Saturday, February 20, 2010

Deconstruction Fun

You can see the black icky--potentially mold--on the ceiling sheet rock as a result of the leak. Since we couldn't find the leak from the outside, the goal for today was to take down the sheet rock, see how bad the damage is, find the leak from the inside, and plug it.

With the leak plugged and the AC window unit replaced, the moisture in the room that made the paneling warp and knock my shelving system loose shouldn't be an issue any longer. Then I could flatten the paneling and put the shelves back up.

It's all a patchwork job until I have money for a real renovation, which at this point I think will mean rebuilding the back third of my house from the ground up. Maybe Bob Villa will want to take it on for comedy value.

Silly me thought I could scour the sheet rock with a utility knife and I would only need to take half of it down. After that failed, I remembered seeing the TV experts would knock holes with their hammers. So I tried that. And discovered that not only are the walls a layer of wood with sheet rock on top, so is the ceiling! I couldn't make a hole to get my hands into to yank the sheet rock down.

Luckily, I remembered I do own a pry bar and that tool managed to do what the hammer hadn't. I finally got enough down to see the water damage was very localized. Good news, I figured. That must mean the leak is right above it. Take a shot if, you're playing the drinking game along with this blog post.

I got the water damaged board out, finally finding the rafters and more troublesome, finding a whole metal roof. Where the hell is the water coming from?

I went for help. Uncle Scott figured that it was probably coming from the ridge and then running down. So we finally peeked into my attic.

Confession: I moved in September 2000 and bought the house in December of 2005. When I had moved in, someone had taped black plastic over the attic trapdoor. Then we found the actual door somewhere else. I have been too chickenshit to pull down that plastic and see what was up there. I know the squirrels live up there and I'd rather have the ceilings caving in than to see if there was something worse than squirrels. I figured I'd have to replace the roof eventually and we could deal with the attic from that direction.

Take another shot, the attic is fine. Other than the holes that the squirrels get in and out through, there's no water damage, plenty of room, and fiberglass insulation. According the Uncle Scott, I could screen the squirrel doors, put down plywood, put in an attic trapdoor (maybe with the ladder built-in), and triple my storage space.

The water wasn't coming in through the any portion of the roof above the cypress two-thirds of the house, so that means the issue is in pine lean-to that was built on the former back porch. Mom wandered over while I was bemoaning the change in structural engineering.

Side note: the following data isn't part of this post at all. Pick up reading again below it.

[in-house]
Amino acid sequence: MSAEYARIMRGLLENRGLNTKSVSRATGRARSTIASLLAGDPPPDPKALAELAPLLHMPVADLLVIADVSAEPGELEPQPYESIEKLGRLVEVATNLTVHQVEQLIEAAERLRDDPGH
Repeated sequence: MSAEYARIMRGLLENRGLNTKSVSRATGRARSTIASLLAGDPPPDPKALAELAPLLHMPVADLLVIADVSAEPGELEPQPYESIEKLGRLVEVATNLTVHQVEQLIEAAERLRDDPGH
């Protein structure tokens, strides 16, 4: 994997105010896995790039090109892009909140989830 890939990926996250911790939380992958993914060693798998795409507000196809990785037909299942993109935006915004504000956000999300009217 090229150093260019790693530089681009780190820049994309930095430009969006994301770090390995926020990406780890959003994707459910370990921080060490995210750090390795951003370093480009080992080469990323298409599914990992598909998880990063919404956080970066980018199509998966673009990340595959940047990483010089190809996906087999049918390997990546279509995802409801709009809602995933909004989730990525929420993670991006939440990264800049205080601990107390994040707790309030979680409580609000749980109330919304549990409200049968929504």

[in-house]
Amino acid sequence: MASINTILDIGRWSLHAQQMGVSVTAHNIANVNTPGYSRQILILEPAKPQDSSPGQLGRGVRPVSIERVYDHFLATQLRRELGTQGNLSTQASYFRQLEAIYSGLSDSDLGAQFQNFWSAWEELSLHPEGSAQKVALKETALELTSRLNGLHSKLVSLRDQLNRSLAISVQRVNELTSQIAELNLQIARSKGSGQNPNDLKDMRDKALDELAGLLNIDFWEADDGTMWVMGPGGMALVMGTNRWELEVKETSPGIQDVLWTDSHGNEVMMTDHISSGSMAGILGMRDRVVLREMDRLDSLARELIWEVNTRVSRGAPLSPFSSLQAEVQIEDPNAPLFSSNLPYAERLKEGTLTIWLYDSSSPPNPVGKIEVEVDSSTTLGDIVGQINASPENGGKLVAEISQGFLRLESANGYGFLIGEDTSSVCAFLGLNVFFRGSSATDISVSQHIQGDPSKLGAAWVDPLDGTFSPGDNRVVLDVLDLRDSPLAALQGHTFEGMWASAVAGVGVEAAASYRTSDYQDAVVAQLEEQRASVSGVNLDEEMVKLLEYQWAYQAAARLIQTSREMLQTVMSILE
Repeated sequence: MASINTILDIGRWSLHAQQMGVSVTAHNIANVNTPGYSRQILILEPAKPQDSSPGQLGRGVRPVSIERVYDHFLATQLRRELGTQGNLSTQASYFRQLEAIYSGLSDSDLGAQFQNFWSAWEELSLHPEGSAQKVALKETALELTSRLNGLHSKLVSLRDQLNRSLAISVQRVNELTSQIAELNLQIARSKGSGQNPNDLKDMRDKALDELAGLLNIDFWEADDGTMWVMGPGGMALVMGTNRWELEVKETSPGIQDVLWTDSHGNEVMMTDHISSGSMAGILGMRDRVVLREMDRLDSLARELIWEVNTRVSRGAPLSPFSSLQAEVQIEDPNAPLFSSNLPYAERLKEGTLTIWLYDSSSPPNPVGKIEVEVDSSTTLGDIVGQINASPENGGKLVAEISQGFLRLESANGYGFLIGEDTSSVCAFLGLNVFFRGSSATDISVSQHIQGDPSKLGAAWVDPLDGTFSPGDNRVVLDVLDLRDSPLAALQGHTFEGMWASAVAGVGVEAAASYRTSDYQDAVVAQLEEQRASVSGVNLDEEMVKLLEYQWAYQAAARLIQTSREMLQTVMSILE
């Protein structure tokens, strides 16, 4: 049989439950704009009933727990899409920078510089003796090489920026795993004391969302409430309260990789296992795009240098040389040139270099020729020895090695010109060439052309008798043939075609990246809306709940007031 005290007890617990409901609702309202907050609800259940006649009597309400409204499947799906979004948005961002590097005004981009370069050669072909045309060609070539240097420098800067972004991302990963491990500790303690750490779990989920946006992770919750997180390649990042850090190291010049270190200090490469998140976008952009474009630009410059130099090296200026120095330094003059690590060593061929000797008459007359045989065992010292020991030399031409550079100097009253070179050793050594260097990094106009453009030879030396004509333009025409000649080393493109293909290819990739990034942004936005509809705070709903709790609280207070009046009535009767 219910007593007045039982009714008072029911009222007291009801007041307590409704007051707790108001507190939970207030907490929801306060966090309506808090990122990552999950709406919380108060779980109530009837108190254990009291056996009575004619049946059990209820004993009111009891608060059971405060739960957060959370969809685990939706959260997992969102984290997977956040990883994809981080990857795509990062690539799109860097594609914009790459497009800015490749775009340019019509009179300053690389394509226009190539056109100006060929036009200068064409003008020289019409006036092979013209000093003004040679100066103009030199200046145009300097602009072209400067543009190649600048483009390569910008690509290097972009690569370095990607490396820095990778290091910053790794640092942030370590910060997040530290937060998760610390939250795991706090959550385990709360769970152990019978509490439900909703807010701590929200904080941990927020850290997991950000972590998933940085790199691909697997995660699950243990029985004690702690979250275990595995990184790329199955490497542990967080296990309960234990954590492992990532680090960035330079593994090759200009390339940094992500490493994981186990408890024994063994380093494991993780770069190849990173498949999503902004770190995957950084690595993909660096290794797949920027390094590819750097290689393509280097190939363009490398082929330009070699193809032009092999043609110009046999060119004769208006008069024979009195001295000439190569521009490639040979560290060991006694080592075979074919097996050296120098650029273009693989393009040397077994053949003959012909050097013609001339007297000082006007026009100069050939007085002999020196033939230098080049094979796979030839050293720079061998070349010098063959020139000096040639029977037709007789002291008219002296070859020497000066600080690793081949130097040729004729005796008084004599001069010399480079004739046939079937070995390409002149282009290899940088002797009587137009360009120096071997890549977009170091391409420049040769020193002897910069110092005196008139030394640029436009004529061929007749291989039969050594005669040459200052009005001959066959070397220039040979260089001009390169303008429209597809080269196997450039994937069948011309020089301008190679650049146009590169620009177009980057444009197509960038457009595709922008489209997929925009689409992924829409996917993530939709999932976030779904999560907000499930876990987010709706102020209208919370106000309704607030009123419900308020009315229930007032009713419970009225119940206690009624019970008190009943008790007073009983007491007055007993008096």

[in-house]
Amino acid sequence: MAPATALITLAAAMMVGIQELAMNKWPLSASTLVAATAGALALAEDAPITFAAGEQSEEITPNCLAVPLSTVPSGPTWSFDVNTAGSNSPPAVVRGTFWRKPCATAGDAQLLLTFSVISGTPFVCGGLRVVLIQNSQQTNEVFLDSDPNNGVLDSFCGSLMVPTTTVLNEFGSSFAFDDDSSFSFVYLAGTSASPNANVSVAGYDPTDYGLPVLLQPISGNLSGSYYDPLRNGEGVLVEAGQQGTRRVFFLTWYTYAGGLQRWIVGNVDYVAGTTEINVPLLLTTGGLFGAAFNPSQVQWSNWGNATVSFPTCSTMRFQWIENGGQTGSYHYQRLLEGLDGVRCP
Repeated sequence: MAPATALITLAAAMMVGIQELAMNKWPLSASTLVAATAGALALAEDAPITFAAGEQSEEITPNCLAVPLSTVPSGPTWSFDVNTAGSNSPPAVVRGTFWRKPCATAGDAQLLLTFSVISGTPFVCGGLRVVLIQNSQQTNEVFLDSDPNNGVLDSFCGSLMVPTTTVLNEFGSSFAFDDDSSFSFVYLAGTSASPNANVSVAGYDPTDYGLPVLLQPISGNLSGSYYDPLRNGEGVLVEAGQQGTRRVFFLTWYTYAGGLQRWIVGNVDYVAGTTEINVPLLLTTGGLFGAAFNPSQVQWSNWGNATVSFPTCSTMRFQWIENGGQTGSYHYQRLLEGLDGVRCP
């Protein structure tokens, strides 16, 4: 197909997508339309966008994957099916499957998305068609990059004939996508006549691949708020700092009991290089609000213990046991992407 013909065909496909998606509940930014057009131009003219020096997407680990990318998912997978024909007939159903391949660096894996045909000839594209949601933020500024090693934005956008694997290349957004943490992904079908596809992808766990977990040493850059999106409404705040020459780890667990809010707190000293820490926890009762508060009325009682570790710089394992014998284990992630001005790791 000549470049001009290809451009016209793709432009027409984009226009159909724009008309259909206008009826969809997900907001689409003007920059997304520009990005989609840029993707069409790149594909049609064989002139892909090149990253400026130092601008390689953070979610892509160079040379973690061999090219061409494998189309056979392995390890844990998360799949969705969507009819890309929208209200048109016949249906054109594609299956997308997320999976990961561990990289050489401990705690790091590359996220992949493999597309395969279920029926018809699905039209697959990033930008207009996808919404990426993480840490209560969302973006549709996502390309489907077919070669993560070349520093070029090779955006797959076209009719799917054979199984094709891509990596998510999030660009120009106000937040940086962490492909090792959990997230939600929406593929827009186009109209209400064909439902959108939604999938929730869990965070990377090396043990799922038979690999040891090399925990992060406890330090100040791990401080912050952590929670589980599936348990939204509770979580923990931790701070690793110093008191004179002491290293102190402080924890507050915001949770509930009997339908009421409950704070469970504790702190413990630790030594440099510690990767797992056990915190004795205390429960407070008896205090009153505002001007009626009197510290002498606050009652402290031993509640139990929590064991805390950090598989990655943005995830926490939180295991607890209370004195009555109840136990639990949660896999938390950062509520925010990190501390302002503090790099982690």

"Look, I understand using what they had (my ancestors had their own pine mill at the time, hence the very strange use of pine in the lean-to). What I don't understand is the cypress part is built so well (actual studded wall covered in beadboard, squared off ceiling, the doors almost at the proper heights, etc.), and the lean-to is crap compared to it! Was there a generational die-off of knowledge? The one person who understood studs and framing died before they built the lean-to?"

"Probably," Mom said. "The cypress part was your great-great-grandparents retirement house that they built, and they were long dead by the time the lean-to was added."

Since gutting and starting over isn't in the budget yet (and I really want plans before I do that project), the concession reached was that another layer of Kool Seal should be put on the roof covering the seam where the lean-to attaches to the house to the end of the roof. Longer drywall screws should keep the paneling down and longer screws would reattach my shelves.

Uncle Scott pulled down the whole sheet of sheet rock while Mom and I went shopping at Lowe's.

I screwed the paneling back down while Uncle Scott applied the roof sealant. Take another shot, I managed to go through the wall into the kitchen with some of them. Rather than try to back them out, I decided to cut off the protrusions with the Dremel.

And that's how far five gallons of the roof sealant went. We think we have sealed the potential areas that the water was coming through with this application, but Uncle Scott wants to get another 5 gallons next weekend and finish.

What's left? Cleaning up all the sheet rock particles, putting up the shelves, moving the contents out of the living room into the back bedroom again, and watching to see if there is a leak during the next thunderstorm.

Read Free!
The BookWorm

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